Sleep Disorders vary in nature and degree. The three major sleep disorders are dyssomnias, hypersomnia and parasomnias
Examples Of Sleep Disorders Include
Insomnia, the sense of not getting enough sleep to awake refreshed, affects 20 to 40 percent of all adults in the course of any year. Although insomnia has myriad causes, it can roughly be divided into three categories: predisposing, precipitating and perpetuating.
Predisposing factors are the built-in characteristics of a person that make him or her vulnerable. Tense or driven people whose heads are brimming with plans or worries can easily lose sleep. Others with severe depression often cannot sleep through the night. In manic disorders, sleeplessness may be important early sign of impending mania in bipolar patients. A few have neurologic or other conditions that affect them mainly at night – restless legs syndrome (for example) or the involuntary twitching of leg muscles (nocturnal myoclonus).
Precipitating factors are events in life that trigger a period of disturbed sleep. Stresses that precipitate insomnia may include an increase in responsibilities, the loss of a loved one, hospitalization or acute pain, to name a few. An abrupt alteration of schedule, resulting from a change of shift at work or jet lag, can also provoke insomnia.
Perpetuating factors are behaviors that help to maintain sleeplessness once it has begun. These include irregular sleep habits and the use of drugs. Abuse of alcohol may cause or be secondary to the sleep disturbance. Heavy smoking (more than a pack a day) causes difficulty in falling asleep. When sleeping pills help, it is mainly with the precipitating causes of insomnia and only then for a relatively brief period of time.
Short-term or transient insomnia is seen in people who have no history of sleep disturbances and who have a fairly obvious precipitating factor. Taking sleeping pills for a short period of time (perhaps a few days) may be helpful in such cases, and there is little controversy about prescribing them to help people through a crisis. However, chronic insomnia (defined as three weeks or more of almost nightly sleep difficulty) is rarely helped by drugs.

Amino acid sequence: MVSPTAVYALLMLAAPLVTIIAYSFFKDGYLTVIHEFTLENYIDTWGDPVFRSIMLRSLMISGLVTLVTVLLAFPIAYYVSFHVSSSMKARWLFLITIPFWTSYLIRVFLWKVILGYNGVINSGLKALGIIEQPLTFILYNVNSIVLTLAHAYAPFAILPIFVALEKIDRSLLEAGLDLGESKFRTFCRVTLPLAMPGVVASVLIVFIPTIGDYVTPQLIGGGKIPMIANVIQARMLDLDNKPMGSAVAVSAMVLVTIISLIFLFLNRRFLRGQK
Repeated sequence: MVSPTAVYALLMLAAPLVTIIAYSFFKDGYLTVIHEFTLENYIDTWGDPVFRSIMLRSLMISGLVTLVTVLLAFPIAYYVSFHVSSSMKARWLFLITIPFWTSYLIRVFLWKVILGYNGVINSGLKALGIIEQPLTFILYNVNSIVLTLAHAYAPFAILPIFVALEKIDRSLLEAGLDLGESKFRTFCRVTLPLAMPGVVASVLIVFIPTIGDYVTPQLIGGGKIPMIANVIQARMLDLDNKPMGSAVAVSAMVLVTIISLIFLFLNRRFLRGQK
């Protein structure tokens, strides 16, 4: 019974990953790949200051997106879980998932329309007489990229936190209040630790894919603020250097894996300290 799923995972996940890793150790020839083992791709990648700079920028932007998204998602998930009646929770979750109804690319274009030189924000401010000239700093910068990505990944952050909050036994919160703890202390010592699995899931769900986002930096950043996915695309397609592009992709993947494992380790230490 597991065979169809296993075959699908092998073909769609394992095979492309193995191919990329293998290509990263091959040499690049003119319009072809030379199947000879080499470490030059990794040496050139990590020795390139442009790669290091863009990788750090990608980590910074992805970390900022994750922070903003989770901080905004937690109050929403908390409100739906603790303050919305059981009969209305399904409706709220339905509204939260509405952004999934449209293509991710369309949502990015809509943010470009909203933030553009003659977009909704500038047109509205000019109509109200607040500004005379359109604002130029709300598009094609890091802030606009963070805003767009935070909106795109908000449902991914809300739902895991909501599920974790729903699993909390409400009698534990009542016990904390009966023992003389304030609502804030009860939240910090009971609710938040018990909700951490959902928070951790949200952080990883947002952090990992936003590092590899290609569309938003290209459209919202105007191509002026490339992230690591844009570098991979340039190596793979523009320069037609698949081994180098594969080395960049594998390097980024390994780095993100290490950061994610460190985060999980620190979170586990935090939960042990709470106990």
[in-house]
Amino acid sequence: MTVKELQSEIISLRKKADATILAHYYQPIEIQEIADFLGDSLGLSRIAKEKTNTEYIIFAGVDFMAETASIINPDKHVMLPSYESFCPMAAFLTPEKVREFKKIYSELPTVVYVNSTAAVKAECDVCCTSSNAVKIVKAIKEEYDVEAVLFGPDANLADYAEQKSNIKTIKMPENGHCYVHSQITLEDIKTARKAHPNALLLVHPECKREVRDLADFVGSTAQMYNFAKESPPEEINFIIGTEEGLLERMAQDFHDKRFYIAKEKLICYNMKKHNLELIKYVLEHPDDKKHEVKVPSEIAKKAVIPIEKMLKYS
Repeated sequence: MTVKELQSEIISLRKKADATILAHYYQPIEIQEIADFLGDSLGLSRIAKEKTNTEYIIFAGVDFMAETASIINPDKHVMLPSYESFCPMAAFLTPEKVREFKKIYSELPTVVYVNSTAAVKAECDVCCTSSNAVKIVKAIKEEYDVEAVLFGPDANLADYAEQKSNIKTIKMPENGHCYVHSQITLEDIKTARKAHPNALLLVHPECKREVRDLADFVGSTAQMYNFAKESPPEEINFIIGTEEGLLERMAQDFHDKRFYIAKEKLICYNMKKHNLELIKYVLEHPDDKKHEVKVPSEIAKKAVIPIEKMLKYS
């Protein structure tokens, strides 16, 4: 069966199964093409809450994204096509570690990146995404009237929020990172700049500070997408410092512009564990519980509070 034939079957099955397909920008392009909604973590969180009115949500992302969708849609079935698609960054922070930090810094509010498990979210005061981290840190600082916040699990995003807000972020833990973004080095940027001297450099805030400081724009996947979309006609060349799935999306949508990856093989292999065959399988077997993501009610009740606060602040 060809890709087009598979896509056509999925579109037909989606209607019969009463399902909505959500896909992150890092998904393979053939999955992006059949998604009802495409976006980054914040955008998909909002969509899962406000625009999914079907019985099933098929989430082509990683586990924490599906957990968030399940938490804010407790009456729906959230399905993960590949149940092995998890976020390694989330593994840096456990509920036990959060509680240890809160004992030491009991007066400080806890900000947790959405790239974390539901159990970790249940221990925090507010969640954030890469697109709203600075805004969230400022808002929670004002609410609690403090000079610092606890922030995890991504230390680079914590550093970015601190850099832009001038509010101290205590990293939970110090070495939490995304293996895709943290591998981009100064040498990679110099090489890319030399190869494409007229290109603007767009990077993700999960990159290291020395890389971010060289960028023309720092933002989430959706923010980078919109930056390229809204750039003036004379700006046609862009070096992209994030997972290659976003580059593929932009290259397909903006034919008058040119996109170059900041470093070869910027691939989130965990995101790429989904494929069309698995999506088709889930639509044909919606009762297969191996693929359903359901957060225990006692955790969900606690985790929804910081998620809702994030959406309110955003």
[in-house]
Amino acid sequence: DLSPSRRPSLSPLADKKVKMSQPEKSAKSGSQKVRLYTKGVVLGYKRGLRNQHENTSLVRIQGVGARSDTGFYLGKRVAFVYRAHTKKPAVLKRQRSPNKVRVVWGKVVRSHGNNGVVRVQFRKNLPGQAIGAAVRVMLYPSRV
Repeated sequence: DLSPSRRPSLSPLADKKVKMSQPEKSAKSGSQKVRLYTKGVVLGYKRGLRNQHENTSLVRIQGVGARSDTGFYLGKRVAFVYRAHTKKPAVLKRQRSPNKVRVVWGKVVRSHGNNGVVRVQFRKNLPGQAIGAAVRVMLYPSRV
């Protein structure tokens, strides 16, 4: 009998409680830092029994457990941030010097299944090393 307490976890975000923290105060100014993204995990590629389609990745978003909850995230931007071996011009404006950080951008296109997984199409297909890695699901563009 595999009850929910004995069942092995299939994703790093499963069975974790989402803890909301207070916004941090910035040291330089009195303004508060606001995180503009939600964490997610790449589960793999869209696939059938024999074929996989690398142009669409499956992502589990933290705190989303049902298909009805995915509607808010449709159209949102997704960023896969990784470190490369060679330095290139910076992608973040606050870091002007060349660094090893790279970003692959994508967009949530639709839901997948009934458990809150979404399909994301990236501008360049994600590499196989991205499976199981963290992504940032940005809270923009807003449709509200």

Waking too early may represent a rebound from use of alcohol at bedtime or even from certain types of sleeping pills. It is also a symptom of depression. Some people sink into depression gradually, and feeling blue eventually becomes a chronic way of living. Others focus on poor sleep, telling themselves and others, “Life would be much better if only I could get a decent night’s sleep.”
The word “apnea” means the absence of breathing. During sleep, our breathing changes with the stage or depth of sleep. Some individuals stop breathing for brief intervals, however, when these episodes of apnea become more frequent and last longer, they can cause the body’s oxygen level to decrease, which can disrupt sleep. The patient may not fully awaken, but is aroused from the deep restful stages of sleep, and thus feels tired the next day.
Sleep apnea should be suspected in individuals who are noted to have excessive daytime sleepiness and other symptoms described above, especially if they are known to snore and have a restless sleep. Commonly, these patients have exhibited loud snoring for many years, more often are male, and note that the daytime sleepiness has become a progressive problem over many months. Less commonly, they may be bothered by bedwetting or impotence. The sleep problems are often aggravated by alcohol or sedative medications. They are also more readily noticed by the patient’s family and friends, especially the bed partner.
Narcolepsy is a chronic sleep disorder, characterized by excessive sleepiness and accompanied by a series of auxiliary symptoms, typically beginning in adolescence or young adulthood. It affects both sexes approximately equally. The principal symptoms are excessive daytime sleepiness (EDS), cataplexy (loss of muscle tone), hallucinations, sleep paralysis and disrupted nighttime sleep. Doctors also diagnose narcolepsy by measuring how quickly the patient falls asleep and how often rapid eye movements are present at or near the onset of sleep.
Your physician will take a complete medical history, perform a physical exam and may suggest additional tests, including sleep studies.
Treatment varies, depending on the specific sleep disorder, but may include psychologic strategies as well as medications.
- Good sleeping habits
- Go to bed only when sleepy.
- Sleep only in the bedroom.
- If still awake after 20 minutes, leave the bedroom and return when sleepy.
- Get up at the same time each morning regardless of the amount of sleep during the night.
- Discontinue caffeine and nicotine in the evening (if not completely).
- Establish a daily exercise program.
- Avoid alcohol because it may disrupt continuity of sleep.
- Learn and practice relaxation techniques.